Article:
“Diagnosis [as spelled out in the DSM-IV] is part of the magic…you know those medieval maps? In the places where they didn’t know what was going on, they wrote ‘Dragons live here’…we have a dragon’s world here. But you wouldn’t want to be without the map.”
Translation: Patients need hope for the healing of their troubles; so even if we psychiatrists are shooting blanks and pretending to know one kind of mental disorder from another, even if we’re inventing these mental-disorder definitions based on no biological or chemical diagnostic tests—it’s a good thing, because patients will then believe and have hope; they’ll believe it because psychiatrists place a name on their problems…
Needless to say, this has nothing to do with science.
If I were an editor at one of the big national newspapers, and one of my reporters walked in and told me, “The most powerful psychiatrist in America just said the DSM is sheer b.s. but it’s still important,” I think I’d make room on the front page.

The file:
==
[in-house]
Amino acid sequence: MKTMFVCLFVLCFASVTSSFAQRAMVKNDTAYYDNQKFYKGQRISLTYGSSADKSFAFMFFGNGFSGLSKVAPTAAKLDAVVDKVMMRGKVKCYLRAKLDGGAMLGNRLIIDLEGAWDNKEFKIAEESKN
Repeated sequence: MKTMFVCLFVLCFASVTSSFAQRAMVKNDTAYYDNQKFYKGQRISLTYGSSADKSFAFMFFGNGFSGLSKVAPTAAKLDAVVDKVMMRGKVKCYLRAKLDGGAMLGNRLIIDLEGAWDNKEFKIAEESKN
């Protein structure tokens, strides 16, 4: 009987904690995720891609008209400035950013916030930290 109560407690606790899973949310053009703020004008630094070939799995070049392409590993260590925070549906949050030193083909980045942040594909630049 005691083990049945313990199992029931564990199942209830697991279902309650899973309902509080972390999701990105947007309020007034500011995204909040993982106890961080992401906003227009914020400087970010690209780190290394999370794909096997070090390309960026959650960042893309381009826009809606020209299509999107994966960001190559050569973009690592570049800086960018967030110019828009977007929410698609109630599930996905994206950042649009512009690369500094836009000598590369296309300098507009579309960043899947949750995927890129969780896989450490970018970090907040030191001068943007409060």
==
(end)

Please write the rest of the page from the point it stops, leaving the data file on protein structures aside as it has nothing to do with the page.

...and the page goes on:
If the reporter then added, “This shrink was in charge of creatingthe DSM-IV,” I’d clear more room above the fold.
If the reporter went on to explain that the whole profession of psychiatry would collapse overnight if the DSM was discredited, I’d call for a special section of the paper to be printed.
I’d tell the reporter to get ready to pound on this story day after day for months. I’d tell him to track down all the implications of Dr. Frances’ statements.
I’d open a bottle of champagne to toast the soon-to-be-soaring sales of my newspaper.
And then, of course, the next day I’d be fired.